Cannabinoids Anandamide & 2-Arachidonoylglycerol (2-AG)- Synthesis & Degradation
- Ligands- which are endocannabinoids made in the body.
- Phytocannabinoids- which are found only in the cannabis plant.
- Synthetic Cannabinoids- which are produced in a laboratory.
Neuromodulators & Retrograde Messengers
endocannabinoids act as neuromodulators and retrograde messengers affecting the release of calcium ions, potassium ions, as well as other neurotransmitters. Unlike with classical neurotransmitters and neuropeptides, endocannabinoids are synthesized on demand in somata and dendrites. They are subsequently released from the cells and then immediately signal molecules.
There are two major endocannabinoids identified which have been studied the most in the central nervous system: arachidonoylethanolamide (AEA), which is commonly known as anandamide, and 2-arachidonoylglycerol (2-AG) which are synthesized and degraded by separate pathways. However, it’s thought that the body produces several other endocannabinoids as well. They modulate metabolism, mood, appetite, bone growth, pain, inflammation, memory, sleep, muscle tone, and function of immunity. See the figure below.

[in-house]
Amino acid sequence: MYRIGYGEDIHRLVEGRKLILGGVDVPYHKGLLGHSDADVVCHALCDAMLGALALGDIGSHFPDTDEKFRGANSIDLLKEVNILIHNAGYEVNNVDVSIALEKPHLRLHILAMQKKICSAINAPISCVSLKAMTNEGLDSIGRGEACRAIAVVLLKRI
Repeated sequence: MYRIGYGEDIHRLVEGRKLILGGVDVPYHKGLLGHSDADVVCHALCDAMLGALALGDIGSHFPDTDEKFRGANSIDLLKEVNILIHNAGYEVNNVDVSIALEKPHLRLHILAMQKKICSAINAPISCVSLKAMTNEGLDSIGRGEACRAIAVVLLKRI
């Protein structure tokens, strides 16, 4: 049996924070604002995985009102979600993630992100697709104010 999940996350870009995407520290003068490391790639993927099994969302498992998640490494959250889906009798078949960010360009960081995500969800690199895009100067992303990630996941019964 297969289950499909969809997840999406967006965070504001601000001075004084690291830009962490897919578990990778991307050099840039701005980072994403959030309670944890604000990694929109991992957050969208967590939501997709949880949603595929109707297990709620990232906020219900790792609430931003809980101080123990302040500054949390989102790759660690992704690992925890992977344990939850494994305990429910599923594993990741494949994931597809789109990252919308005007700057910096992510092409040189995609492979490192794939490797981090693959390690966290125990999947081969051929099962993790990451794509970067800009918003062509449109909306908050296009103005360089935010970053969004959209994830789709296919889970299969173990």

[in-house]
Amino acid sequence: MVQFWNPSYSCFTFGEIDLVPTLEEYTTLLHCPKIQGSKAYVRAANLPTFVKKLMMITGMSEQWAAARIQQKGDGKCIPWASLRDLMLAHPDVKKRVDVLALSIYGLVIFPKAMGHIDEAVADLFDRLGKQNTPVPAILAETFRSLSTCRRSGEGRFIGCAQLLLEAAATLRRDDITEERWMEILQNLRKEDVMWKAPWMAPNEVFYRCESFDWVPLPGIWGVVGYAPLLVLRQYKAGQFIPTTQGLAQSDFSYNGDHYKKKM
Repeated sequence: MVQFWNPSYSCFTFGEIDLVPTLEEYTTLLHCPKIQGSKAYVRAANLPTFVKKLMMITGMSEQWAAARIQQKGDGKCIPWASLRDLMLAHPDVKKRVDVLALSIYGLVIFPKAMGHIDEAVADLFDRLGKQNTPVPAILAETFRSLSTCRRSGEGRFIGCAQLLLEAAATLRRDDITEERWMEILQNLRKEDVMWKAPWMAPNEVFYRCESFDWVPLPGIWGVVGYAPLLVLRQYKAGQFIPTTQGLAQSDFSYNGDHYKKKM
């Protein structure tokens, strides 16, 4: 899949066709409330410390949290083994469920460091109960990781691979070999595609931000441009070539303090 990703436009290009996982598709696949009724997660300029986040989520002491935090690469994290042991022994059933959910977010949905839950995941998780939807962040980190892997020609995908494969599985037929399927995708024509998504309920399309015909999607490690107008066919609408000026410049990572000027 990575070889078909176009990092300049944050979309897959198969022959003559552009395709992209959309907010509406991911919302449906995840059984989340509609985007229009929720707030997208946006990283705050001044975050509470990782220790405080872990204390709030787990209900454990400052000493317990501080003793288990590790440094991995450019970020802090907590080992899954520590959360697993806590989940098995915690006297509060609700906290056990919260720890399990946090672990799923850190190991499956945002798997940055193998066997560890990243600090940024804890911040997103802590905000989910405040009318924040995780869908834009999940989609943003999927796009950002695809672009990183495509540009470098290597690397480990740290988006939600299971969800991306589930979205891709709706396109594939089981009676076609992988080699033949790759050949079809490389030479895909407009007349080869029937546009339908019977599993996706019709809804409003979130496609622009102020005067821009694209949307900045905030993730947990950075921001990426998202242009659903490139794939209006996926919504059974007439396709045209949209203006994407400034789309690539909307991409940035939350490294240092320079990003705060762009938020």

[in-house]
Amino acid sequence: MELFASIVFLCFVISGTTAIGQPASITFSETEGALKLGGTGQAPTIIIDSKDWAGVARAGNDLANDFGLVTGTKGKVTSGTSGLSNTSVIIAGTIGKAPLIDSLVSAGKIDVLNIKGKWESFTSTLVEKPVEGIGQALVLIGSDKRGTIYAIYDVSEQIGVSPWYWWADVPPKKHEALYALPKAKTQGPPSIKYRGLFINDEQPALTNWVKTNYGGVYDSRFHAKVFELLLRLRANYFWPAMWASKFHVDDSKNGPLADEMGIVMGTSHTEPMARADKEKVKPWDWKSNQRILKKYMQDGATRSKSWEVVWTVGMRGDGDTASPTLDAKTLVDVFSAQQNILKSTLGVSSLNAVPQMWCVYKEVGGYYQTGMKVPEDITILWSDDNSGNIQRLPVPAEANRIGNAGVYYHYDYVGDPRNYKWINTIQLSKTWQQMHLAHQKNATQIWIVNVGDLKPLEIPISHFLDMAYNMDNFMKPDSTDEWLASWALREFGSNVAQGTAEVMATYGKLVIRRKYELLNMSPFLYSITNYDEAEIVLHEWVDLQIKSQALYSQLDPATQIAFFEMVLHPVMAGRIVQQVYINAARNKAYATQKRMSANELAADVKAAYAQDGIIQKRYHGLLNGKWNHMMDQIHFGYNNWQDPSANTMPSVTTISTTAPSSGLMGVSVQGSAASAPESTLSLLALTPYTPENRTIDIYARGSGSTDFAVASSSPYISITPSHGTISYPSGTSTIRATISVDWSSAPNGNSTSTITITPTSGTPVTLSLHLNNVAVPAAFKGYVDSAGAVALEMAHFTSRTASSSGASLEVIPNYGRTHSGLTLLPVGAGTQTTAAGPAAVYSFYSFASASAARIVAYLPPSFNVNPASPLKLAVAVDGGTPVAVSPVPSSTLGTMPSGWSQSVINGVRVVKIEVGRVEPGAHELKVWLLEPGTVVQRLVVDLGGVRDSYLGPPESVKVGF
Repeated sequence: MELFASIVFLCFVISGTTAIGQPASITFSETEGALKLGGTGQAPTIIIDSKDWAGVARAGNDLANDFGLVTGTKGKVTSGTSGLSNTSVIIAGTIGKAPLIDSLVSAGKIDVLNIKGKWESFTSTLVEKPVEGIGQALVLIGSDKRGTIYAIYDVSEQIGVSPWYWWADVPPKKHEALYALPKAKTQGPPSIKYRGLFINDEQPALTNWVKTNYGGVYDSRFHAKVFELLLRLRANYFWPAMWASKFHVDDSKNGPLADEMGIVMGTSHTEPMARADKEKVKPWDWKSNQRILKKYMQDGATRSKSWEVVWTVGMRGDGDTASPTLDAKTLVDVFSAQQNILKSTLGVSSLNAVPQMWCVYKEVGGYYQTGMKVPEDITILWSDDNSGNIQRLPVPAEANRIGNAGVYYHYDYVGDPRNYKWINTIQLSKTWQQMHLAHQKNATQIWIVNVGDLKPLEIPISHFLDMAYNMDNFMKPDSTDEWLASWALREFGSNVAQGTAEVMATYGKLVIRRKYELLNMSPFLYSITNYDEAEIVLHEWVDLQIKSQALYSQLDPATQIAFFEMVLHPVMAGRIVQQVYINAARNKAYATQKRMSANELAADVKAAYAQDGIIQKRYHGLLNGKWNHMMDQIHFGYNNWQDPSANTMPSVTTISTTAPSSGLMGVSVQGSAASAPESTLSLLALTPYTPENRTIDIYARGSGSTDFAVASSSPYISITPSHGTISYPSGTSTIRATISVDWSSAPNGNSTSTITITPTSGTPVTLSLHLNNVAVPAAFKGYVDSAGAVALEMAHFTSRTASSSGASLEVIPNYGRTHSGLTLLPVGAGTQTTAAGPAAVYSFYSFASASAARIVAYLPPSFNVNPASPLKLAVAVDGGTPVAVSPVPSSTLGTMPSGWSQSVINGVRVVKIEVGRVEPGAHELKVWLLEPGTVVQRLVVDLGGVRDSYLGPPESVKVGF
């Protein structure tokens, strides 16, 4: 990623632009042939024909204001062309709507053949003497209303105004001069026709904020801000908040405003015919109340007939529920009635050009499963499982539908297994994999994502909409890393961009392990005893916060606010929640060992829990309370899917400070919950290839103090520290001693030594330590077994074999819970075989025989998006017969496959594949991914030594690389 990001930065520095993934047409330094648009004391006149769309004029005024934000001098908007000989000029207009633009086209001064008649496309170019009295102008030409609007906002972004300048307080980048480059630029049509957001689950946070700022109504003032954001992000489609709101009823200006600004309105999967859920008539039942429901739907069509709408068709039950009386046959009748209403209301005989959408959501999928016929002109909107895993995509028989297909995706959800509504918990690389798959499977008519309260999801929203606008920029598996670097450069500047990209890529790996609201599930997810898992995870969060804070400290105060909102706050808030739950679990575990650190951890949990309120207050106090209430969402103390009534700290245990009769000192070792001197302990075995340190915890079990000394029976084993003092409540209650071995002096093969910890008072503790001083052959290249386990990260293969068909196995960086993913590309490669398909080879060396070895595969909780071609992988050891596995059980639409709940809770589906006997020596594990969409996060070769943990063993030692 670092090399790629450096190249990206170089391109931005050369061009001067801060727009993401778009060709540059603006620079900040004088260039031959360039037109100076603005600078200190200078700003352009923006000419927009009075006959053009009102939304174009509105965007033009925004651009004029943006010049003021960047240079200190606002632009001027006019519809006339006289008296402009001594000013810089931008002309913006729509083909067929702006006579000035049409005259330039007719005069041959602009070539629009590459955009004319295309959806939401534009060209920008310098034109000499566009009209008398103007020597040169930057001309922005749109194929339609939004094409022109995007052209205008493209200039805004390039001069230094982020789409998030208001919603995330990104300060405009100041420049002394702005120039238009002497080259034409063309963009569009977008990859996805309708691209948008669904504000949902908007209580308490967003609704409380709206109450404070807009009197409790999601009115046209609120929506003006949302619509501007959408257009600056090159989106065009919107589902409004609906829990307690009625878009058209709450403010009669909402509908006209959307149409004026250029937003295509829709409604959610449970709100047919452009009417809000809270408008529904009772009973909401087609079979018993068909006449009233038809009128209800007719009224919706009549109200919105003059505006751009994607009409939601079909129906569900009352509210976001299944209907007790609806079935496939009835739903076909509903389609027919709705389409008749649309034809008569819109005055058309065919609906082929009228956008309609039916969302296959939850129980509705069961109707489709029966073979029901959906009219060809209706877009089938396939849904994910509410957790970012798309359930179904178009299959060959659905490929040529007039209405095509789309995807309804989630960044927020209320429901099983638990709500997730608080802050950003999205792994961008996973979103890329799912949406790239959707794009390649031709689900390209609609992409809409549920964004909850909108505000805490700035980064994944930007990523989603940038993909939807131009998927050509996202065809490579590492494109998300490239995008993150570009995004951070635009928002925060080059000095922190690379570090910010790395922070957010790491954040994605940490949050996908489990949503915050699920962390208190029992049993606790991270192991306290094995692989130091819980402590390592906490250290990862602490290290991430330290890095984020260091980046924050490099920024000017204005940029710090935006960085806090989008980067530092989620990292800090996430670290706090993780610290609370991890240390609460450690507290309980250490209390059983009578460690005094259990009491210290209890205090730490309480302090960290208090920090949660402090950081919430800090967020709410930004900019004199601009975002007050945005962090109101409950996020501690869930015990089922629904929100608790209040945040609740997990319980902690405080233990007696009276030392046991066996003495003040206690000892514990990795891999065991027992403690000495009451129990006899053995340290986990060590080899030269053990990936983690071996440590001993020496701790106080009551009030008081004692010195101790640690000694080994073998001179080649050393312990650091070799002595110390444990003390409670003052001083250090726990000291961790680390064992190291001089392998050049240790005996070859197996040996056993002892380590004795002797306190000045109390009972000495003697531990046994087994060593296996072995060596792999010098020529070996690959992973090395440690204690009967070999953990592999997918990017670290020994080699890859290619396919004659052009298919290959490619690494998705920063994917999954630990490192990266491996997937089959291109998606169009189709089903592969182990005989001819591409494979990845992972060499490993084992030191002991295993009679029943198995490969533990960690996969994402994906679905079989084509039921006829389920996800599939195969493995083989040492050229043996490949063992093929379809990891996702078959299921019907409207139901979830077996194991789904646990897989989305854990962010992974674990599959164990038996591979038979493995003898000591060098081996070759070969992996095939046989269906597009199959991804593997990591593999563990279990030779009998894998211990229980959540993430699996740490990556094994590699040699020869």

The cannabinoid anandamide gets its name from the Sanskrit word ananda which means “joy” or “bliss”. Anandamid is also known as N-arachidonoylethanolamine, or AEA. anandamide- a fatty acid which is derived from N-arachidonoyl phospatidylethoanolamine (NAPE), which is generated by the enzyme N-acyltransferase in a calcium-dependent manner. anandamide is then generated by hydrolysis of NAPE by a phospholipase D (NAPE-PLD). Unlike some neuromodulators which are produced and stored in small vesicles until they are needed, AEA is not stored in the body, but is produced in very small amounts-only at the time when it is needed. Animal studies have shown a possibility that the production of anandamide just might be influenced by diet anandamide binds to both the CB1 And CB2 receptors. This lipophilic (fat-loving) molecule gets transported into the cell and is broken down by hydrolysis into the by-product’s arachidonic acid and ethanolamine.
Cannabinoid | 2-Arachidonoylglycerol (2-AG)
There’s another type of cannabinoid which is 2-arachidonoylglycerol (2-AG), which is an ester formed from arachidonic acid and glycerol. Its synthesis depends on calcium and the activity of enzymes phospholipase C (PLC) and diacylglycerol lipase (DAGL). In comparison to anandamide, it presents much higher levels in the central nervous system and attaches to CB1 receptors. It is also transported by carrier proteins in to the cell, where it gets broken down by hydrolysis.
Summarizing Main Pathways of Synthesis and Degradation of Cannabinoids Anandamide and 2-AG
To summarize the main pathways of synthesis and degradation of Cannabinoids anandamide and 2-AG, the synthesizing and releasing of these two endogenous Cannabinoids occurs on demand in an active dependent manner, by either the firing of neurons or activation of G-protein-coupled receptors, or a combination of both.